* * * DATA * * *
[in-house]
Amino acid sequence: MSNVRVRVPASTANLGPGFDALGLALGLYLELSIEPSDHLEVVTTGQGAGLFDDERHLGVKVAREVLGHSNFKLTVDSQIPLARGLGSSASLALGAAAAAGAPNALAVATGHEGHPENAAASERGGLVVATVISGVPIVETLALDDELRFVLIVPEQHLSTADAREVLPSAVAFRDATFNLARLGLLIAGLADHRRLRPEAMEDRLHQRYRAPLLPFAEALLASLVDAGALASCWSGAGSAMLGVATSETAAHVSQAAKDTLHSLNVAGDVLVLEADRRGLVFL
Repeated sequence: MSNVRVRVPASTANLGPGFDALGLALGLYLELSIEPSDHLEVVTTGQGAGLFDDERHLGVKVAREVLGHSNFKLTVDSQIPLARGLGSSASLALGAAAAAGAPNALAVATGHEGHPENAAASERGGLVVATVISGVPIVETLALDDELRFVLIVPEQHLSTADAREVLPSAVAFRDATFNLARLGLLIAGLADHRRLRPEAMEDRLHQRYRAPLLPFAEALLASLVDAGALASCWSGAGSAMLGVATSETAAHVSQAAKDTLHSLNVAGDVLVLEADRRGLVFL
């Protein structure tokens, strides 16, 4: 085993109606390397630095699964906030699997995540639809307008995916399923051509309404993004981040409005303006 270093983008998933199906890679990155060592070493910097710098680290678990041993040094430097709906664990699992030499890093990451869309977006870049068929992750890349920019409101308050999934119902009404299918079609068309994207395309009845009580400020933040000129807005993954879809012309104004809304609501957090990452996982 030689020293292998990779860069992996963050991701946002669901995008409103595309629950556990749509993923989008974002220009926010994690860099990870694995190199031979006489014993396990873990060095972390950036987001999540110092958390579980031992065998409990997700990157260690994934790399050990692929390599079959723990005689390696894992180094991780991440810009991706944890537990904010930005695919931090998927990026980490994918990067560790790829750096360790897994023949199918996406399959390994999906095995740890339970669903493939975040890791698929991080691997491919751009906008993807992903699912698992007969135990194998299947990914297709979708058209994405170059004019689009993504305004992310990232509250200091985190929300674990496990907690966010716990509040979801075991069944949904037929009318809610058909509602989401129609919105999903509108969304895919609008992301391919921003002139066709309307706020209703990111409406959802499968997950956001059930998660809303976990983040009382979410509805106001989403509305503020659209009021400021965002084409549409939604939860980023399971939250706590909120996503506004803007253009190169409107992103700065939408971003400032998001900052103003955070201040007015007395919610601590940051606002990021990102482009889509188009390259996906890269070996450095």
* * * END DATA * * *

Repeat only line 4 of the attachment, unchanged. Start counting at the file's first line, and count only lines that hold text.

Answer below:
């Protein structure tokens, strides 16, 4: 085993109606390397630095699964906030699997995540639809307008995916399923051509309404993004981040409005303006 270093983008998933199906890679990155060592070493910097710098680290678990041993040094430097709906664990699992030499890093990451869309977006870049068929992750890349920019409101308050999934119902009404299918079609068309994207395309009845009580400020933040000129807005993954879809012309104004809304609501957090990452996982 030689020293292998990779860069992996963050991701946002669901995008409103595309629950556990749509993923989008974002220009926010994690860099990870694995190199031979006489014993396990873990060095972390950036987001999540110092958390579980031992065998409990997700990157260690994934790399050990692929390599079959723990005689390696894992180094991780991440810009991706944890537990904010930005695919931090998927990026980490994918990067560790790829750096360790897994023949199918996406399959390994999906095995740890339970669903493939975040890791698929991080691997491919751009906008993807992903699912698992007969135990194998299947990914297709979708058209994405170059004019689009993504305004992310990232509250200091985190929300674990496990907690966010716990509040979801075991069944949904037929009318809610058909509602989401129609919105999903509108969304895919609008992301391919921003002139066709309307706020209703990111409406959802499968997950956001059930998660809303976990983040009382979410509805106001989403509305503020659209009021400021965002084409549409939604939860980023399971939250706590909120996503506004803007253009190169409107992103700065939408971003400032998001900052103003955070201040007015007395919610601590940051606002990021990102482009889509188009390259996906890269070996450095």